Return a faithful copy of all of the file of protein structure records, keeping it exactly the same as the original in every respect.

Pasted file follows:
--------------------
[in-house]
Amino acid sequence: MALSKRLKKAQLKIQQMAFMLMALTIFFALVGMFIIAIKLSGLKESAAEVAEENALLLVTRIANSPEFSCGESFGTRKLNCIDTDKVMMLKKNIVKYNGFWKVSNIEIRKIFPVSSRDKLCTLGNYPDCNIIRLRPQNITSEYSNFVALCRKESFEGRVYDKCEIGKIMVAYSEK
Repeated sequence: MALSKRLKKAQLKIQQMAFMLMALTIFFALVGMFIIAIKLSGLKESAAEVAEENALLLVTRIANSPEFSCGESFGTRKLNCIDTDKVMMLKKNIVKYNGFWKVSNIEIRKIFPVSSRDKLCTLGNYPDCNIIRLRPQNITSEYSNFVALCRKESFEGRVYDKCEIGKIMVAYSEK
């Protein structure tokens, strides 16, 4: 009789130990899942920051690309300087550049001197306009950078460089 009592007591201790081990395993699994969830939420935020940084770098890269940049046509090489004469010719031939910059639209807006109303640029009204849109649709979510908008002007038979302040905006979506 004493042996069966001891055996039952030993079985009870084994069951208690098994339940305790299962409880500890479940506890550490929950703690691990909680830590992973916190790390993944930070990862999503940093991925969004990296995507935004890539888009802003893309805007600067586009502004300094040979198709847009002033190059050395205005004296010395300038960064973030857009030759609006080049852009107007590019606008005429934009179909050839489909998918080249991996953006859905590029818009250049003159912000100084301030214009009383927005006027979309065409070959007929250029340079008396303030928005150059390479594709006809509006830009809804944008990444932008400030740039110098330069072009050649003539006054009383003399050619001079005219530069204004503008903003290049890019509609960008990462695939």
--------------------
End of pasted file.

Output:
[in-house]
Amino acid sequence: MALSKRLKKAQLKIQQMAFMLMALTIFFALVGMFIIAIKLSGLKESAAEVAEENALLLVTRIANSPEFSCGESFGTRKLNCIDTDKVMMLKKNIVKYNGFWKVSNIEIRKIFPVSSRDKLCTLGNYPDCNIIRLRPQNITSEYSNFVALCRKESFEGRVYDKCEIGKIMVAYSEK
Repeated sequence: MALSKRLKKAQLKIQQMAFMLMALTIFFALVGMFIIAIKLSGLKESAAEVAEENALLLVTRIANSPEFSCGESFGTRKLNCIDTDKVMMLKKNIVKYNGFWKVSNIEIRKIFPVSSRDKLCTLGNYPDCNIIRLRPQNITSEYSNFVALCRKESFEGRVYDKCEIGKIMVAYSEK
């Protein structure tokens, strides 16, 4: 009789130990899942920051690309300087550049001197306009950078460089 009592007591201790081990395993699994969830939420935020940084770098890269940049046509090489004469010719031939910059639209807006109303640029009204849109649709979510908008002007038979302040905006979506 004493042996069966001891055996039952030993079985009870084994069951208690098994339940305790299962409880500890479940506890550490929950703690691990909680830590992973916190790390993944930070990862999503940093991925969004990296995507935004890539888009802003893309805007600067586009502004300094040979198709847009002033190059050395205005004296010395300038960064973030857009030759609006080049852009107007590019606008005429934009179909050839489909998918080249991996953006859905590029818009250049003159912000100084301030214009009383927005006027979309065409070959007929250029340079008396303030928005150059390479594709006809509006830009809804944008990444932008400030740039110098330069072009050649003539006054009383003399050619001079005219530069204004503008903003290049890019509609960008990462695939």